When I sit with friends who know me fairly well and we begin to talk about VP3 and what we are up to as an organization, I will often confide to them that we are in “the imagination business.” And then I tell them this story.
Over 20 years ago a few friends and I sat together in a TCBY yogurt in La Mirada, CA with a wise and faithful older man who resonated with a palpable sense of God’s presence. Around the table that evening he asked each of us, “Where are you at tonight?” When it came my turn to answer, a question emerged within me as if it had been floating to the surface for some time, and then, in that particular moment, it broke through the surface.
Over the prior three years, I had begun to be aware of my deep despair. I was tired of trying so hard to believe. All the theology that I knew in my mind seemed distant from my heart. Was it all really true? Did God really care? Why did he seem so absent? Why did my life not make sense?
All these questions had swirled in my consciousness, but this evening, sitting in a bright green store of fluorescent light and linoleum tables and air conditioning, listening with my friends to a most unusual man, this question seemed apt. I needed to ask it. It felt like he really would know the answer. So I asked, “What is God like?” (In retrospect I imagine in his response the intensity and delight of little Lucy Pevensie speaking of Narnia’s Aslan, if anyone had asked her about him.) He looked across the table, his face lit up, he leaned forward, and he confided, “Rob, he is beyond your wildest imaginations.”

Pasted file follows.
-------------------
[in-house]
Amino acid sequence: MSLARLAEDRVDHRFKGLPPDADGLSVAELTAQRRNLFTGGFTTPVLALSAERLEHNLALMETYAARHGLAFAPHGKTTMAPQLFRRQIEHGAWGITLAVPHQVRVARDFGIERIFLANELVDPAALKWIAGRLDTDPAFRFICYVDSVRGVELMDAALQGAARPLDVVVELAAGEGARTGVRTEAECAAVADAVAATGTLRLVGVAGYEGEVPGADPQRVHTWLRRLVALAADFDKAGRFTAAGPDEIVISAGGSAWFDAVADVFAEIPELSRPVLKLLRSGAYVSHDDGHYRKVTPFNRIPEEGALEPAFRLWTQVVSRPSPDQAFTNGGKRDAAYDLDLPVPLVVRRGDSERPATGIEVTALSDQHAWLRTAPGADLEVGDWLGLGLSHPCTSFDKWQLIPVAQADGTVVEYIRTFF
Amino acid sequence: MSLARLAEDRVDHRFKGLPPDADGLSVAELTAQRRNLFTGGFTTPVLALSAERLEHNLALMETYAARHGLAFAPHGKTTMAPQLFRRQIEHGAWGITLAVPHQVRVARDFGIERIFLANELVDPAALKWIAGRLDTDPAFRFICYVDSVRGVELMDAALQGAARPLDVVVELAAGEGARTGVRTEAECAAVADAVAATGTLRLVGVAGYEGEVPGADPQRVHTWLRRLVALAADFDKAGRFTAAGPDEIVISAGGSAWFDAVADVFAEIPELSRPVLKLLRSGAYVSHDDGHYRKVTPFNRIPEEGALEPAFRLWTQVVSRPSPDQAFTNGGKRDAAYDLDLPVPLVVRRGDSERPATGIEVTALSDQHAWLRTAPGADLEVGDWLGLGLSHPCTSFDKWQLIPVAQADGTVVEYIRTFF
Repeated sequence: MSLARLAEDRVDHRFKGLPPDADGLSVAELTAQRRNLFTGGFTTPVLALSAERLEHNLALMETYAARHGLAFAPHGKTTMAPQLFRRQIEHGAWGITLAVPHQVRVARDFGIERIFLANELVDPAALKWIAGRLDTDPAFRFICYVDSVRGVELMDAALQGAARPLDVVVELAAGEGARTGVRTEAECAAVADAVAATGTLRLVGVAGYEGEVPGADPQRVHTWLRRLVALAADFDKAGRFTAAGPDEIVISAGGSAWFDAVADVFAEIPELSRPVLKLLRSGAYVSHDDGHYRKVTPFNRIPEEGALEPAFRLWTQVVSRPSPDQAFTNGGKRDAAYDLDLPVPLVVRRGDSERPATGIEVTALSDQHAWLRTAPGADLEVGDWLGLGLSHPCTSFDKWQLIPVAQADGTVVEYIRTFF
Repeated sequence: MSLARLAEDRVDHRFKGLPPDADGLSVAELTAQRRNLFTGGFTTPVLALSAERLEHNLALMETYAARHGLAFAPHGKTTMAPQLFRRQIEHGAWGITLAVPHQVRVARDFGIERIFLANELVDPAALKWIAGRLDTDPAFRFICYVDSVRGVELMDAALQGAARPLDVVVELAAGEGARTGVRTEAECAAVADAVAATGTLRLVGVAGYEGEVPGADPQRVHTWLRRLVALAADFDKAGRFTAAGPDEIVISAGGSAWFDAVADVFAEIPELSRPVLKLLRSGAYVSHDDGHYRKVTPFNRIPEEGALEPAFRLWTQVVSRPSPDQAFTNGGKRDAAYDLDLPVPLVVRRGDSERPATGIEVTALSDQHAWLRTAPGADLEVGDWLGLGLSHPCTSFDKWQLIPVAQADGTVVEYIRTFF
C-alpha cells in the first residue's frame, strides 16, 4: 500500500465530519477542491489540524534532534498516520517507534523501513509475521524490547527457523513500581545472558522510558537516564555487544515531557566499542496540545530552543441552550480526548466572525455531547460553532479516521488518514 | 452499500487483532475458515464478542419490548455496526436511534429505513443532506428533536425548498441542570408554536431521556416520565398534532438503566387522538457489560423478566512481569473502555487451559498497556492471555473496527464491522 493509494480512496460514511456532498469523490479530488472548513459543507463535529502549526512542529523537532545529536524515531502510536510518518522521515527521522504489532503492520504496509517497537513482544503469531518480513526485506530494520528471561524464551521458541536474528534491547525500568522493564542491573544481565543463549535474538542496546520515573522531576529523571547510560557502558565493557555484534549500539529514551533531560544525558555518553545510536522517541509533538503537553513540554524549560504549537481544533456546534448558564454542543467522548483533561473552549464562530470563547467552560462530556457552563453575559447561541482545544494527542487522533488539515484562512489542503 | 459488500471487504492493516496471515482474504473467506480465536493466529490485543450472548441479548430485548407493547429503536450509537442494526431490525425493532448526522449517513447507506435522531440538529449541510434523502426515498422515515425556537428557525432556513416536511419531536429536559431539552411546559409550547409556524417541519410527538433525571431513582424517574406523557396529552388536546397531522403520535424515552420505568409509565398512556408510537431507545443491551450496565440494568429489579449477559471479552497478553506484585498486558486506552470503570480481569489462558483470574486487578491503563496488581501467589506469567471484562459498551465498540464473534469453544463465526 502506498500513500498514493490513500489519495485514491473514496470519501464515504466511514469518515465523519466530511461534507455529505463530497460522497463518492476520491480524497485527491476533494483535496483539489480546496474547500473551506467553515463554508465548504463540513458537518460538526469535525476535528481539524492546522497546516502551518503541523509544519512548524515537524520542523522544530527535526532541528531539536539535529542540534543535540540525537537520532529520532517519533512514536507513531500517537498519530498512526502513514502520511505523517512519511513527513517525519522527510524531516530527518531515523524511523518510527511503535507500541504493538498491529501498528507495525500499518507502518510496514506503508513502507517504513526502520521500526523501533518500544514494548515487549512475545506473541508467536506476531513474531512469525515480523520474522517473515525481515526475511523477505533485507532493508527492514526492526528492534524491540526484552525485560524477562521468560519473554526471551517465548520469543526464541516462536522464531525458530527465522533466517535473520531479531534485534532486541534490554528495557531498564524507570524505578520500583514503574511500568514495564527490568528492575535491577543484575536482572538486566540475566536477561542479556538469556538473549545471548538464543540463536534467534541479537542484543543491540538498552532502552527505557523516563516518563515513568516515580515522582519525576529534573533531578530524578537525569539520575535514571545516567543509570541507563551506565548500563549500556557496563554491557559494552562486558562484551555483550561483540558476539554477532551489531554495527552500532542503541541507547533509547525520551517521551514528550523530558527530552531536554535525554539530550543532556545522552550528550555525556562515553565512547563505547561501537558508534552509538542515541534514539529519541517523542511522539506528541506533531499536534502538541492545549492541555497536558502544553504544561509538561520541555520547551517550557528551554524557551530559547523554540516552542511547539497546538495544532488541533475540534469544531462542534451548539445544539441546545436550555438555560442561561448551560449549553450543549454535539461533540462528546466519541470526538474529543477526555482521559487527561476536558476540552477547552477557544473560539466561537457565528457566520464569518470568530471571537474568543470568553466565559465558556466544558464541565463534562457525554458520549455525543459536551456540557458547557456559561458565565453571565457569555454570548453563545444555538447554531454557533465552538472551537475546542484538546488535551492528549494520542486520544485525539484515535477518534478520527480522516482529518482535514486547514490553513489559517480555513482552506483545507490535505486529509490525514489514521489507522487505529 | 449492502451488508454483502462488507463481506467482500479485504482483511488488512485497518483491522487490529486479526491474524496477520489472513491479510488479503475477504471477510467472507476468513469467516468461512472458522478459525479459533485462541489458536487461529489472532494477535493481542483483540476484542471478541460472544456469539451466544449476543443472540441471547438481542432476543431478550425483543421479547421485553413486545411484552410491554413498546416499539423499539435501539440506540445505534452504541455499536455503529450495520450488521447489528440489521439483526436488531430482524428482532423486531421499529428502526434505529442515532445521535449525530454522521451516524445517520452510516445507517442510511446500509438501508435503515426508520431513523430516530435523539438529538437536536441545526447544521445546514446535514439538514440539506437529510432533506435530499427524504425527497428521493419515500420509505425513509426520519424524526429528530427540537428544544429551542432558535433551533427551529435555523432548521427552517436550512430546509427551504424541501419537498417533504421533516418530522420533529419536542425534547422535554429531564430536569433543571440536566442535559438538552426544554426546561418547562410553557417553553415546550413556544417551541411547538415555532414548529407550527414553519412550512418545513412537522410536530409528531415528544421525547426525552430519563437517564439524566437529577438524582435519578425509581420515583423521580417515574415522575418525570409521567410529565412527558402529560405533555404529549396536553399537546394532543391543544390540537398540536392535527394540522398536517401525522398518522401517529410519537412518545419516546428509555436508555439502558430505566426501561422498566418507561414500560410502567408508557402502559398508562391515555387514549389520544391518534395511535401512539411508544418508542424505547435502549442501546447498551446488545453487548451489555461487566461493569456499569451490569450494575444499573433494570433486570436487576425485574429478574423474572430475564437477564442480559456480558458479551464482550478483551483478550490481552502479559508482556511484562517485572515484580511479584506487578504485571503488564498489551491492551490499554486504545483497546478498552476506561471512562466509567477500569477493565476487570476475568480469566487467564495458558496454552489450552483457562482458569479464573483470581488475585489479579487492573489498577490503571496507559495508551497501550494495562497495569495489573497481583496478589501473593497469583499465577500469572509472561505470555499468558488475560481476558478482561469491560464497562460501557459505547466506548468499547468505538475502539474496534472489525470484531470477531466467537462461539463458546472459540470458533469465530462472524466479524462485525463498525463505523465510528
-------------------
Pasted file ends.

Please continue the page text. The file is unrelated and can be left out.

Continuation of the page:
That evening those few words blindsided me, consoled me, and inexplicably transformed my vision of the world. He is beyond your wildest imaginations. More than words were communicated to me that evening. God’s Spirit “called me aside,” comforted me, and confided in me. Deep places breathed with life and possibility and wonder where there was only doubt and despair and isolation. God loved me. I never anticipated a moment so generous, so full with life, so good, so gracious. It was pure gift.